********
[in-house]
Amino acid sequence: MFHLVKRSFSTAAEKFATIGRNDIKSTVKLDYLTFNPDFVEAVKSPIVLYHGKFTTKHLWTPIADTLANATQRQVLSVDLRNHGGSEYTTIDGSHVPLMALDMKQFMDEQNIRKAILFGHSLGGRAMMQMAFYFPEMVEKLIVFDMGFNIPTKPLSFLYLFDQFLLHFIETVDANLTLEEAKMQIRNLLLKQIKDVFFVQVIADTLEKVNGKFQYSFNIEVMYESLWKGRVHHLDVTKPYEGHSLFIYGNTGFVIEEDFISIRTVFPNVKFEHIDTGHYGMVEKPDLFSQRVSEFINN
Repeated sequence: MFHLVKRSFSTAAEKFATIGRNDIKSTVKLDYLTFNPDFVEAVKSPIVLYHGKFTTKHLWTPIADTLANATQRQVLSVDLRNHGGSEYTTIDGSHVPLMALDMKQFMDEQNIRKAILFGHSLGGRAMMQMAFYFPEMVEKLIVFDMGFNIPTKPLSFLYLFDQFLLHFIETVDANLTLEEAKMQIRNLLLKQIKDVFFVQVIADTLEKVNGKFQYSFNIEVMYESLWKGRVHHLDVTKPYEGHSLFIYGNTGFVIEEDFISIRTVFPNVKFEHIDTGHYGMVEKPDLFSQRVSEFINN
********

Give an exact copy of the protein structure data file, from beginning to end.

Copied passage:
[in-house]
Amino acid sequence: MFHLVKRSFSTAAEKFATIGRNDIKSTVKLDYLTFNPDFVEAVKSPIVLYHGKFTTKHLWTPIADTLANATQRQVLSVDLRNHGGSEYTTIDGSHVPLMALDMKQFMDEQNIRKAILFGHSLGGRAMMQMAFYFPEMVEKLIVFDMGFNIPTKPLSFLYLFDQFLLHFIETVDANLTLEEAKMQIRNLLLKQIKDVFFVQVIADTLEKVNGKFQYSFNIEVMYESLWKGRVHHLDVTKPYEGHSLFIYGNTGFVIEEDFISIRTVFPNVKFEHIDTGHYGMVEKPDLFSQRVSEFINN
Repeated sequence: MFHLVKRSFSTAAEKFATIGRNDIKSTVKLDYLTFNPDFVEAVKSPIVLYHGKFTTKHLWTPIADTLANATQRQVLSVDLRNHGGSEYTTIDGSHVPLMALDMKQFMDEQNIRKAILFGHSLGGRAMMQMAFYFPEMVEKLIVFDMGFNIPTKPLSFLYLFDQFLLHFIETVDANLTLEEAKMQIRNLLLKQIKDVFFVQVIADTLEKVNGKFQYSFNIEVMYESLWKGRVHHLDVTKPYEGHSLFIYGNTGFVIEEDFISIRTVFPNVKFEHIDTGHYGMVEKPDLFSQRVSEFINN